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The Utility Player

Pablo is a formerly homeless veteran who has always wanted to work for the V.A.—he’s the kind of person who calls work shifts ‘tours.’ Getting hired at the V.A. took some doing—he was working a temporary job through Chrysalis, a REDF social enterprise partner that offers job-search focused services and transitional jobs. Chrysalis helped Pablo navigate the V.A.’s online application system and save his resume on a flash drive.

With Chrysalis’ support, Pablo landed a part-time position at the V.A. in the nutrition and food services department in the sanitation section. His team was responsible for cleaning 5,000 trays for three meals per day. The job “took a little bit of adjustment,” but he always remembered “his purpose-this second chance to get my life back together.” Pablo started out as a food scrapper, but his supervisor Mr. Russel noticed his positive attitude and teamwork and gave him more responsibilities. “Before long I knew the whole operation, how the machines work, and what to do if they stop working.” Fixing the machines required removing the food that had settled to the bottom—it’s dirty, wet work. Pablo did it almost every two days and his supervisor realized that he was someone he could “count on to take care of business.”

A couple months into the part-time job, Mr. Russel pulled him to the side and told him that there was going to be a full-time job in the tray line preparing food for the patients. Even though he didn’t have experience, Mr. Russel recommended Pablo based on his abilities and quick learning. Pablo landed the job and has been there for over a year, he’s since been promoted to what he calls ‘floor general.’ Pablo works the conveyer belt, putting food on the trays and conducting quality control to make sure that the food is customized to each patients’ nutritional needs. It’s fast-moving work with no time to “dilly dally” since the line is constantly moving. “I can work all the positions, like the utility player on the baseball team. I’m the guy who does all the backup work, so if anything’s short, the line can keep running nonstop.”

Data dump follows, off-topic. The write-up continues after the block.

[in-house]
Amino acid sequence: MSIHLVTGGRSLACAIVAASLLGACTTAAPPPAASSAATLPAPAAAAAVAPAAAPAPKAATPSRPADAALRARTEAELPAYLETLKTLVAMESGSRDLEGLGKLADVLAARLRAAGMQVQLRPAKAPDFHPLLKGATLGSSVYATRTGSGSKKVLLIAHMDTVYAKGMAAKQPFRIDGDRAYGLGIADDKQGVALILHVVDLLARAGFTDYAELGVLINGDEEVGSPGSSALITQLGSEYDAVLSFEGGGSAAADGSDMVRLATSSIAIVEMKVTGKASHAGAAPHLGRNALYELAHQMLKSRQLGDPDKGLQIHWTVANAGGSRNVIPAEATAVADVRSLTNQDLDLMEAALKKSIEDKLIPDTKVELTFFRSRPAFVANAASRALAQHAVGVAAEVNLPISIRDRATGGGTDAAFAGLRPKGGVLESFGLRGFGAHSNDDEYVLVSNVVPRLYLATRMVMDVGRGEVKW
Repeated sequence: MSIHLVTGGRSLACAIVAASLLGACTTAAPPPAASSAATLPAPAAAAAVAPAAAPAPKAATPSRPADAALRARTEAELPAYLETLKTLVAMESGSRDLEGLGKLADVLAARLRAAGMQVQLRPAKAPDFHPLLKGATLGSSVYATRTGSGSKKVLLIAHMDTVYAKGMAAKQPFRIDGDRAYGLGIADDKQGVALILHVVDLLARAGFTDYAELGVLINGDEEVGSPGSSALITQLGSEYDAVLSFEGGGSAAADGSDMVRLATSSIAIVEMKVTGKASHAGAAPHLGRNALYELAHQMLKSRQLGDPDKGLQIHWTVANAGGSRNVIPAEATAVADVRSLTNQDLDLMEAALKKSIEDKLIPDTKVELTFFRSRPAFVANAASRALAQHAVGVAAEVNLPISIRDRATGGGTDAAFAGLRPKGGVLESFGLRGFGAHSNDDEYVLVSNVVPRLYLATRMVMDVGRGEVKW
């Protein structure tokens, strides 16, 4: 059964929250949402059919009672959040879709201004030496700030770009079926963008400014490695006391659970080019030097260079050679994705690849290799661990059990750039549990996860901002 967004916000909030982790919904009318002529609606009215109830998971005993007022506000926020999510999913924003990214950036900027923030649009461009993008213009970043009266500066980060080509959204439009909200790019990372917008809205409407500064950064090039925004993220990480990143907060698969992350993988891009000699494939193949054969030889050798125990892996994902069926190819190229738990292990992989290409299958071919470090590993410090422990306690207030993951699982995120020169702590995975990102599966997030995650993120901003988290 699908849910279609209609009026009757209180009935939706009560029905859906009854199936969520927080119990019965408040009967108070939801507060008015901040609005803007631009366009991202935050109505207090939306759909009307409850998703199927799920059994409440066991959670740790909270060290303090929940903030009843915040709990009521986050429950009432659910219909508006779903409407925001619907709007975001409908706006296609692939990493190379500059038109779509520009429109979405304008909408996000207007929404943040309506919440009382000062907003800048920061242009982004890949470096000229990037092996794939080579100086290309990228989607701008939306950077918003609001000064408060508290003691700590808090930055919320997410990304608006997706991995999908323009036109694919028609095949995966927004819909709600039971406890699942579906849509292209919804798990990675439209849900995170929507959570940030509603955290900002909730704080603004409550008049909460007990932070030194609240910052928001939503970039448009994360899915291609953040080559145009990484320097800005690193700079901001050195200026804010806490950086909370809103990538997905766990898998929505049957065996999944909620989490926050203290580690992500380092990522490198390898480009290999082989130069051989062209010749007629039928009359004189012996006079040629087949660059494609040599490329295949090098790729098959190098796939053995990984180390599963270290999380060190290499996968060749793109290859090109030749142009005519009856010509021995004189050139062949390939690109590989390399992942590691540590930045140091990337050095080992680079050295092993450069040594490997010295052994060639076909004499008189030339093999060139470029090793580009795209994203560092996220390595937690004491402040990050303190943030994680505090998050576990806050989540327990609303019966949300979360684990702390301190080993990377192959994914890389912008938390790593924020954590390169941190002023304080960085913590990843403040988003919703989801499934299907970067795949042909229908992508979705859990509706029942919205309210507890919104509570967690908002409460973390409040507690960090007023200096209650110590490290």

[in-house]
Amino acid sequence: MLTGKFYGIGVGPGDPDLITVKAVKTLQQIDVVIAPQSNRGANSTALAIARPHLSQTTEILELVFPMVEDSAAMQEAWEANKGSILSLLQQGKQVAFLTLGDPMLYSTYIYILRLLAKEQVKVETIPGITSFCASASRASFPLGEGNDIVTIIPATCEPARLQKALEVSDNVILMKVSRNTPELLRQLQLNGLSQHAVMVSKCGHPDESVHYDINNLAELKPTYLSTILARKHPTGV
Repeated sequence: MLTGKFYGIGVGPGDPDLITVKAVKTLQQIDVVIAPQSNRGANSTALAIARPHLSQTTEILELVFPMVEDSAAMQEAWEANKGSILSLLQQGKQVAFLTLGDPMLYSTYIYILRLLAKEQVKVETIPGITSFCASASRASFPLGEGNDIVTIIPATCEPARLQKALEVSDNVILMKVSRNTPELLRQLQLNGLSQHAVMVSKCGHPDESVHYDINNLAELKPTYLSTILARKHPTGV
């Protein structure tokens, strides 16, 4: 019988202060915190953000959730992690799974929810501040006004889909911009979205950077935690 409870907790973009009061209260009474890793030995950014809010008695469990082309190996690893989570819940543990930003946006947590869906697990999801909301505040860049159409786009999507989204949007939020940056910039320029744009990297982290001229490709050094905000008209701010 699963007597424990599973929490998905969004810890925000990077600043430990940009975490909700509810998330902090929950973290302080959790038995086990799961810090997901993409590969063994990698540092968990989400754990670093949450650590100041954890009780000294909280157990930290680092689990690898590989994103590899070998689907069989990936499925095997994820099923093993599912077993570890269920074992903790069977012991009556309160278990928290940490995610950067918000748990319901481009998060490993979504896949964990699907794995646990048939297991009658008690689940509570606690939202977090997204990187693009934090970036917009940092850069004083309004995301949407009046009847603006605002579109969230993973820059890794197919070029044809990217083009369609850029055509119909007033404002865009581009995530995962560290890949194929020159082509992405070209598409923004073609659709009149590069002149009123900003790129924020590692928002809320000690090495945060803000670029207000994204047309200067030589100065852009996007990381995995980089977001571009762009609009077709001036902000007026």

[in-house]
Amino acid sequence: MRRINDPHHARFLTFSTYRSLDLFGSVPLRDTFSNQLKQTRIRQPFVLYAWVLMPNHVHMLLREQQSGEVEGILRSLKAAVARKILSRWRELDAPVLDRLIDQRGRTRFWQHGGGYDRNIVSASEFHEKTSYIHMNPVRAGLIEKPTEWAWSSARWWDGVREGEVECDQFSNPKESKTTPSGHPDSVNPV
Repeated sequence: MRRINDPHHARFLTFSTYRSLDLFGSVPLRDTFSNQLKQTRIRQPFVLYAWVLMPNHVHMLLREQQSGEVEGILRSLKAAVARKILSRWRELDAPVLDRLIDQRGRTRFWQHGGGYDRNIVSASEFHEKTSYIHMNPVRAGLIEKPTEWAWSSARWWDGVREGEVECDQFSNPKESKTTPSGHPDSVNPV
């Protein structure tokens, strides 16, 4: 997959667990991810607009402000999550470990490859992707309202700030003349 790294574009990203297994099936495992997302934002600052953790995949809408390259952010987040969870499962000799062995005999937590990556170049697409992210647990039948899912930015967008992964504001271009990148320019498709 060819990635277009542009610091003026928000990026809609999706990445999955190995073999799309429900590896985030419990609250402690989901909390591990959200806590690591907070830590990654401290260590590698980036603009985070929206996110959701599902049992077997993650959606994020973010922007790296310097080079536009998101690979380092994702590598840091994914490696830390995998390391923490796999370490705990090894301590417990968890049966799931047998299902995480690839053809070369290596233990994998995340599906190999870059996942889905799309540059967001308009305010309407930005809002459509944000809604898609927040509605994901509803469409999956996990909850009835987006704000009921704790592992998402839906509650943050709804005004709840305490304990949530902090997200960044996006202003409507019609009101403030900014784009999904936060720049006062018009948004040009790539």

Pablo remains grateful for the job, and he’s hoping to eventually transition to a less physical job within the V.A. in the future. He hopes that someone will see his work ethic and take a chance on him, since he has a B.A. and has a background in clerical work.

When he applied for the tray line position, Pablo says “I was competing with people who had worked there for a long time, but I bring my military experience. I’m not a complainer or a whiner—you’ll get the best of me if you give me a chance.”

The Hidden Talent Blog Series tells the stories of highly-motivated, well-prepared employees who got their start at an employment social enterprise businesses. With unemployment levels at historic lows, traditional businesses struggle to find good employees. With the support of social enterprises, and their own determination to beat the odds, tens of thousands of men and women have turned their lives around. They are some of the best-trained, most loyal employees a business could hope to hire. Our intention is that this series sheds a light on their potential, and that employers consider social enterprises as a source for finding great people.

Claire Michaels is the author of this blog series, and Director of Workforce and Hiring at SFMade and Manufacture : San Jose, where she develops programs and partnerships to help people who have overcome barriers to employment find career opportunities at manufacturing businesses in San Francisco and San Jose. Claire has been a fan of REDF and part of the REDF community for many years.

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